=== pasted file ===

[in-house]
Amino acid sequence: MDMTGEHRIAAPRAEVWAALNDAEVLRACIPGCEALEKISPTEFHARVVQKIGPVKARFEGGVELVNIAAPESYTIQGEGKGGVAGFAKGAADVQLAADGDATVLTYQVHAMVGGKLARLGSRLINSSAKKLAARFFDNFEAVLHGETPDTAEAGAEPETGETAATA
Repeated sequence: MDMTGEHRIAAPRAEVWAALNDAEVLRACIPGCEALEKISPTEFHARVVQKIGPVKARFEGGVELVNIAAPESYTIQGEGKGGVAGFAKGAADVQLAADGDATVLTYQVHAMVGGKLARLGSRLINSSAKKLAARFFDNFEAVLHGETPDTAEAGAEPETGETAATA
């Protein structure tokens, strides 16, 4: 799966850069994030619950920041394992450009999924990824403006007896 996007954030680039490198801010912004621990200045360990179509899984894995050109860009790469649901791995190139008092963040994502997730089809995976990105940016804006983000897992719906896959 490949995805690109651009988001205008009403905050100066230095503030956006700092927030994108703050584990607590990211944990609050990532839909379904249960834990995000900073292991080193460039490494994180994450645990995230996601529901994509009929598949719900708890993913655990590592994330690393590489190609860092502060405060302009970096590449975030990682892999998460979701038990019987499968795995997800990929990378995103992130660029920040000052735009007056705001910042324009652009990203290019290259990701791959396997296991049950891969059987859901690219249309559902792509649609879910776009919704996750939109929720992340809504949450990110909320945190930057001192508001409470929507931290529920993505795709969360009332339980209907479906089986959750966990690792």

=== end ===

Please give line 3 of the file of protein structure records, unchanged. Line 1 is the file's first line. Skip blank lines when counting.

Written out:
Repeated sequence: MDMTGEHRIAAPRAEVWAALNDAEVLRACIPGCEALEKISPTEFHARVVQKIGPVKARFEGGVELVNIAAPESYTIQGEGKGGVAGFAKGAADVQLAADGDATVLTYQVHAMVGGKLARLGSRLINSSAKKLAARFFDNFEAVLHGETPDTAEAGAEPETGETAATA